A 27-year-old Clawson resident, Saied Haidarian-Shahri (licensed to drive for only two months), reportedly lost control of his 2004 Honda Civic in the curve on Interstate 75 beneath the Nine Mile Road bridge. That particular stretch has a posted “suggested” speed of 50 mph, but we now know that Haidarian-Shahri was cruising at about 70. In the pocket of the curve, he veered into Michael St. John (44, of Armada), who was at the helm of a tanker truck carrying 9,600 gallons of gasoline and 4,600 gallons of diesel fuel. Upon impact, the cab separated from the tanker, which then crashed into the wall. Kaboom!
Despite at least two massive explosions — which resulted in the Nine Mile bridge collapsing onto the highway — there were no fatalities or serious injuries.
Ironically, I first heard about the accident from friends in Chicago and New York — then I went outside and stood on the front lawn from my home in Royal Oak and saw the menacing plume of smoke first-hand. At that time, the facts were still fuzzy.
Ferndale resident Chris Ramos (proprietor of the Night Move) was in his car on Nine Mile at the time, and, like any self-respecting photog, he had his camera on him.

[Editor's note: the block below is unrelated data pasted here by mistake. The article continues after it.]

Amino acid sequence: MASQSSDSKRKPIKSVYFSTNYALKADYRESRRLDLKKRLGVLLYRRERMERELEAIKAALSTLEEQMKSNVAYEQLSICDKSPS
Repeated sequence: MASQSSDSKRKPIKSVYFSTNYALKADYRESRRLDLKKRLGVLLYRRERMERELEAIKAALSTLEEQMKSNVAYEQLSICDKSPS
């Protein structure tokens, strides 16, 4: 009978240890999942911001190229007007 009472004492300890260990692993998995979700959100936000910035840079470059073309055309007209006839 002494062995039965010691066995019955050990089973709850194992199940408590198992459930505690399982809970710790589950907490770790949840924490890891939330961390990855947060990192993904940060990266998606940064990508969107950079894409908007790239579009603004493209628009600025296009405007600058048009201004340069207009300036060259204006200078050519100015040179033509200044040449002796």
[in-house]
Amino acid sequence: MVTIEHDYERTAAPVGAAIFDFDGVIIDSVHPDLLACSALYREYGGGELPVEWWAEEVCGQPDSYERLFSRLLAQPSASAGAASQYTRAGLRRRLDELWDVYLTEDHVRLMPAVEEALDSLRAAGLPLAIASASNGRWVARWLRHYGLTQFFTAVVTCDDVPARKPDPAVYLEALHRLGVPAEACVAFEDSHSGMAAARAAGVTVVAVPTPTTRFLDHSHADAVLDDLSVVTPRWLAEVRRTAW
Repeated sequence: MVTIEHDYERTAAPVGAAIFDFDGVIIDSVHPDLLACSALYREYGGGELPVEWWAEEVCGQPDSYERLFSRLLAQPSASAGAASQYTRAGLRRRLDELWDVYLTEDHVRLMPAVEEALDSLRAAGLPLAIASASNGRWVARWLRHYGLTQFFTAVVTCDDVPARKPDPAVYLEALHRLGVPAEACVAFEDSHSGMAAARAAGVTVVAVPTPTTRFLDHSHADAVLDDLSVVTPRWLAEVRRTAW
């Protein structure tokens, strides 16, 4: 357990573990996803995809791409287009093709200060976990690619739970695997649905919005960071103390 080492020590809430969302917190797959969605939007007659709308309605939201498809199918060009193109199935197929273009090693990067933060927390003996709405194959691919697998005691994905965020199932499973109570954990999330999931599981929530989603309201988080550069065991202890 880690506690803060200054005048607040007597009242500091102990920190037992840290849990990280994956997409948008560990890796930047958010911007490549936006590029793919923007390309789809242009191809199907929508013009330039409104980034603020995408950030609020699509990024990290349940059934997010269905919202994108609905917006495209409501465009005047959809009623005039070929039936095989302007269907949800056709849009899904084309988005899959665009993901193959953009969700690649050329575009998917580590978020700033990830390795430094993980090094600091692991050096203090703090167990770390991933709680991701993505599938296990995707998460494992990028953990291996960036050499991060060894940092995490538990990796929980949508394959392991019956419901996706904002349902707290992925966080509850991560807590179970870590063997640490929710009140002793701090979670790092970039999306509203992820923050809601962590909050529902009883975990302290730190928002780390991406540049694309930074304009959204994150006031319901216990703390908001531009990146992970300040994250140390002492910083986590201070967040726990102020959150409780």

This is his story:
It’s amazing how quickly rumors become exaggerations and spread — forgive the pun — like wildfire. I was driving back from the grocery store when I saw the black, monstrous smoke cloud on East Nine Mile. Curiosity got the best of me, so I began what turned out to be quite the trek down the road towards the smoke. The weird thing was that each stoplight brought a new story of what was “really” happening.
The driver of a tanker is engulfed in flames!
It took some time, but I continued to travel closer to the wreck, and when I was about a mile away I started to see the flames between the flashing lights of emergency vehicles.
The bridge collapsed with a fire truck on it!
I drove as close as I could then parked my car, grabbed my camera and walked to the police line.
There’s a natural gas leak! Everyone get back!
I’m not saying it’s nearly as intense or catastrophic, but the closer I got and the more I continued to snap photos I kept thinking about what it might have been like to see the towers exploding, smoking and collapsing right in front of you on that unforgettable day in September. I thought about all the rumors coming from the streets of New York as those monuments buckled and fell.
I walked closer, as close as I could get, then heard a loud bang and could feel adrenaline shoot through me — equal parts fear and excitement. I stood at the police line with a small crowd of onlookers, and watched as the thick dark smoke continued to spew from the ground straight into the air, filling it with odor and mood. I could see the fence that once lined the Nine Mile bridge — it was charred, bent and strange.
So, nobody was engulfed in flames, a fire truck was not on the bridge when it collapsed and the gas leak was anything but natural. So much for hearsay.
Still, absolutely phenomenal that everyone got out alive.
All photos courtesy of Chris Ramos
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